The question of which antimicrobial agents are most efficacious in patients with CI is also unanswered. Plonka et al. (154) transected the vascular supply to the colon in mice and then treated them with saline, gentamicin alone, metronidazole alone, or gentamicin plus metronidazole. Mice receiving metronidazole alone or gentamicin plus metronidazole showed improved survival. This study supports the role of anaerobic bacteria as a contributing factor to poor outcome. Because of the risks of bacterial translocation across compromised colonic mucosa, with inflammatory and innate immunologic reactions that are stimulated by the colonic microbiota, we recommend a broad antimicrobial regimen to “cover” these organisms. Possible antimicrobial regimens include an anti-anaerobic agent plus a fluoroquinolone or an aminoglycoside or a third-generation cephalosporin.
The optimal duration of antimicrobial therapy is unclear and studies to date have not addressed this issue. Once therapy has been initiated, this guideline recommends that antimicrobials be continued for at least 72 h, at which time the patient’s clinical status should be reevaluated. If the patient has not clinically improved, one should consider consultation with an infectious disease expert to help define the antimicrobial regimen. If the patient is symptomatically improved after 72 h, a 7-day course of therapy should be considered.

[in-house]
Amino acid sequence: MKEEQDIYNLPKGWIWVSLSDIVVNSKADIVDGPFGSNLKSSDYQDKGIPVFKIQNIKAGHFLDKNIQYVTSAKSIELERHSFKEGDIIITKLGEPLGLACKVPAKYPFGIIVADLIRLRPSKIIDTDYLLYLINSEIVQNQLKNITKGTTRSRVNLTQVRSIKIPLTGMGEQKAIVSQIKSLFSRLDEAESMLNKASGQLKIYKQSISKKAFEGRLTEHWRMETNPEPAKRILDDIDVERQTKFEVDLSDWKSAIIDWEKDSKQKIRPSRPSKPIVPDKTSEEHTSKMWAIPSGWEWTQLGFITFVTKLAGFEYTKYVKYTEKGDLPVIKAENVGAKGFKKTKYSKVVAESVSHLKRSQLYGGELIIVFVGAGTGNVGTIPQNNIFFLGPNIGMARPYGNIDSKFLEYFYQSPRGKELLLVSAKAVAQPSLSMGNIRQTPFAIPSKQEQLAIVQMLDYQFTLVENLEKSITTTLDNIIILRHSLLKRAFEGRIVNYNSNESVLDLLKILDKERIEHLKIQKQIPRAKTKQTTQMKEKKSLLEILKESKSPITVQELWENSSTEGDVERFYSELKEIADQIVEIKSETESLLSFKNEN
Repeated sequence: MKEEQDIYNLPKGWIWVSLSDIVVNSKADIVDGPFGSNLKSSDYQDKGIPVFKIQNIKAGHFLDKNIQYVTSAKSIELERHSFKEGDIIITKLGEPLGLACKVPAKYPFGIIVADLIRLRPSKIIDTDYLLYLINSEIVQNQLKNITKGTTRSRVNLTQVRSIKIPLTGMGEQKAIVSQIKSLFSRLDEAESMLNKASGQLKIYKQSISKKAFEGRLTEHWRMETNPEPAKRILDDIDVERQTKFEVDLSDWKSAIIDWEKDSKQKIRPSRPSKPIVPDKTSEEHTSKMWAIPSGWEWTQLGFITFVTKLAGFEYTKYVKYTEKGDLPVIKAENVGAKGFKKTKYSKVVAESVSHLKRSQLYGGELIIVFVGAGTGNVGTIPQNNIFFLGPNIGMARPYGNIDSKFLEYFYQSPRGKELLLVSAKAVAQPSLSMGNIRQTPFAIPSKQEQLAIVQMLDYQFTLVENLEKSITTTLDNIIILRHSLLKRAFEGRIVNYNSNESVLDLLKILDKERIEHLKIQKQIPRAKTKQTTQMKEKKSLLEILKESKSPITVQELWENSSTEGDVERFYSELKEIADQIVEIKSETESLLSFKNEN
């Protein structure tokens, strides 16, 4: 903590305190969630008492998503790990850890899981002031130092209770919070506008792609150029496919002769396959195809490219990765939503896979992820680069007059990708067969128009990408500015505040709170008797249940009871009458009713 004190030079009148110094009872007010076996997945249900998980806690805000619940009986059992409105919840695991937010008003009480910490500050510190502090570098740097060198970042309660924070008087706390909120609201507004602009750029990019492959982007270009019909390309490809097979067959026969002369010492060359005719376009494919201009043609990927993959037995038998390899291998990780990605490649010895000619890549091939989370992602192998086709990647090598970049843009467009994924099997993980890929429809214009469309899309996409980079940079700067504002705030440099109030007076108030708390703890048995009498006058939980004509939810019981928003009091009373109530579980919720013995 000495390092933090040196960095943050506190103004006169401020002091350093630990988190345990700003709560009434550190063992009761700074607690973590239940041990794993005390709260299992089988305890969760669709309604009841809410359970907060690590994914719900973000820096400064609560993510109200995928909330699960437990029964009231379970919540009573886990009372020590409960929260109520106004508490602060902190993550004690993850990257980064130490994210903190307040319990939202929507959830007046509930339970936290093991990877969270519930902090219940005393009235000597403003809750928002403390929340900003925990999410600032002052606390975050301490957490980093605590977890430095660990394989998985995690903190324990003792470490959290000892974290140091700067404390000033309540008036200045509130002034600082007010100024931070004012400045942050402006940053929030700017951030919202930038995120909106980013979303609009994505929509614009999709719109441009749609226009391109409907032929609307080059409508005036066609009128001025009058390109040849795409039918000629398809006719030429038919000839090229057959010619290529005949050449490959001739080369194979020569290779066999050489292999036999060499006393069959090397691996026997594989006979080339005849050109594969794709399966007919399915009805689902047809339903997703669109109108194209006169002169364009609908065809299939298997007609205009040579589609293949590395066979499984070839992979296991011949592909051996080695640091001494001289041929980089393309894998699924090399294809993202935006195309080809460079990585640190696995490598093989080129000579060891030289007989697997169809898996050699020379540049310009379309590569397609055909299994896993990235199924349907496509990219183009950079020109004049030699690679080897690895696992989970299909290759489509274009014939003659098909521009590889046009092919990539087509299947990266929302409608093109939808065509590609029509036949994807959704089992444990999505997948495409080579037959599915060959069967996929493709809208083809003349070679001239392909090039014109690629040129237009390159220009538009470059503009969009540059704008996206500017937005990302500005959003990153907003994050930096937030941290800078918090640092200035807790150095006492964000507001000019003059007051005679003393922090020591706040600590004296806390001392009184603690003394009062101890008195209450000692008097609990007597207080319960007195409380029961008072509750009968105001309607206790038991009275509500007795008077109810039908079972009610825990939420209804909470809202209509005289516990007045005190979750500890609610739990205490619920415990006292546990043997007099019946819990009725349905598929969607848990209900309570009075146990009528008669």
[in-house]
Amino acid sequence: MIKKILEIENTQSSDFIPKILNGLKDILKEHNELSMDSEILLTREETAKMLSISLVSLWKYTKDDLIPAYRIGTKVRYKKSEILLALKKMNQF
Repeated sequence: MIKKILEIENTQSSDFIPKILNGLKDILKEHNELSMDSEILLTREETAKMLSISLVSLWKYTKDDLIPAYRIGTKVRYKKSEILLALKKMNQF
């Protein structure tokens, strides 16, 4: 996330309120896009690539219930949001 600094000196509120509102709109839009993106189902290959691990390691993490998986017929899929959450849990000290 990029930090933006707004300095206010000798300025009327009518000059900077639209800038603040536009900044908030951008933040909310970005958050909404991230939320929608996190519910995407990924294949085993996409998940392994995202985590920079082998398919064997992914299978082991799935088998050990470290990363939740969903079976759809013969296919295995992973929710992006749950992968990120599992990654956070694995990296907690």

Glucocorticoids are not recommended for CI, except when it is a complication of a vasculitis. In such cases, the steroids are used to treat the vasculitis and not the CI. The only potential role for these agents or others used in the treatment of IBD might be in patients with chronic CI (see above), but there is no published experience to support the use of local or systemic glucocorticoids, sulfasalazine, aminosalicylates, or fatty acid enemas to treat CI. Indeed, there are numerous reports implicating these drugs as a cause of CI and, in one experimental study using Fischer rats, azathioprine and methylprednisolone augmented the damage of intestinal ischemia (155). Nonsteroidal anti-inflammatory drugs are generally accepted to be a cause of colonic ulcerations, but one large trial of patients with CI showed that a lack of nonsteroidal anti-inflammatory drug use at the time of diagnosis was independently associated with severe disease (e.g., surgery and/or death) (9). This potentially protective effect of nonsteroidal anti-inflammatory drugs was an indirect observation with no further trials to date (9). Anecdotal evidence has shown that fatty acid enemas have helped to heal the necrotic mucosa of two patients with otherwise unresponsive CI, although there are no formalized publications supporting this intervention (LJ Brandt and SJ Boley, unpublished).